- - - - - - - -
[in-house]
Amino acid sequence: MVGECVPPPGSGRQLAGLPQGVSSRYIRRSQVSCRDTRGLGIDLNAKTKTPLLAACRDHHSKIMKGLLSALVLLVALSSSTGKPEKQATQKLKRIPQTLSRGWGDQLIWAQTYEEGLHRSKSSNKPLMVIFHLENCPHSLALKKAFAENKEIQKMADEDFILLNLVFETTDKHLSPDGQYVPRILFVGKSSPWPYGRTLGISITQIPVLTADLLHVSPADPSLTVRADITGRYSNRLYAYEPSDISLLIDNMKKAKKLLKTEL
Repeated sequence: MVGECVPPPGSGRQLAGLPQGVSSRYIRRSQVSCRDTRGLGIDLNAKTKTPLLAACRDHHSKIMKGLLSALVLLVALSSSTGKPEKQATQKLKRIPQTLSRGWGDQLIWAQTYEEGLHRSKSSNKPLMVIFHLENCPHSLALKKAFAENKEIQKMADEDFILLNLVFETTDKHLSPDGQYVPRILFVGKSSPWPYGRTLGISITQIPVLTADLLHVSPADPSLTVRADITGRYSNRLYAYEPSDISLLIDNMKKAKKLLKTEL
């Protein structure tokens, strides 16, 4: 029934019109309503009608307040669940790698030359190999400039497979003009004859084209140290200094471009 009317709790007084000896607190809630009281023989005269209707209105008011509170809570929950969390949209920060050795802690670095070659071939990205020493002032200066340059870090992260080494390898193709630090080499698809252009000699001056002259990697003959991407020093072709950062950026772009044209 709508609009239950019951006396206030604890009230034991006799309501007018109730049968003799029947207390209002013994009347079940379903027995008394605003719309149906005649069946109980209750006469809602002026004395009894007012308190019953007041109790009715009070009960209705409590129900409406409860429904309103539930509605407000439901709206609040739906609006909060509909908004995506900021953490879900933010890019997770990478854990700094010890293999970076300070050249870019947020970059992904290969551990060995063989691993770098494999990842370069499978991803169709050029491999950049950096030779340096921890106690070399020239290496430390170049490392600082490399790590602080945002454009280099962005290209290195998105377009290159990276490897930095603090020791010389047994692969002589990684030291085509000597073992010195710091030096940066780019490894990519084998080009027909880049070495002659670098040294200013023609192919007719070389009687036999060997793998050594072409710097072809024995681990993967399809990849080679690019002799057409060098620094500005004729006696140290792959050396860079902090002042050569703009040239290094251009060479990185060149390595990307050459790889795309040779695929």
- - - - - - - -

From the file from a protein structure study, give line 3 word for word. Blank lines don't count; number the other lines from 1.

Repeated sequence: MVGECVPPPGSGRQLAGLPQGVSSRYIRRSQVSCRDTRGLGIDLNAKTKTPLLAACRDHHSKIMKGLLSALVLLVALSSSTGKPEKQATQKLKRIPQTLSRGWGDQLIWAQTYEEGLHRSKSSNKPLMVIFHLENCPHSLALKKAFAENKEIQKMADEDFILLNLVFETTDKHLSPDGQYVPRILFVGKSSPWPYGRTLGISITQIPVLTADLLHVSPADPSLTVRADITGRYSNRLYAYEPSDISLLIDNMKKAKKLLKTEL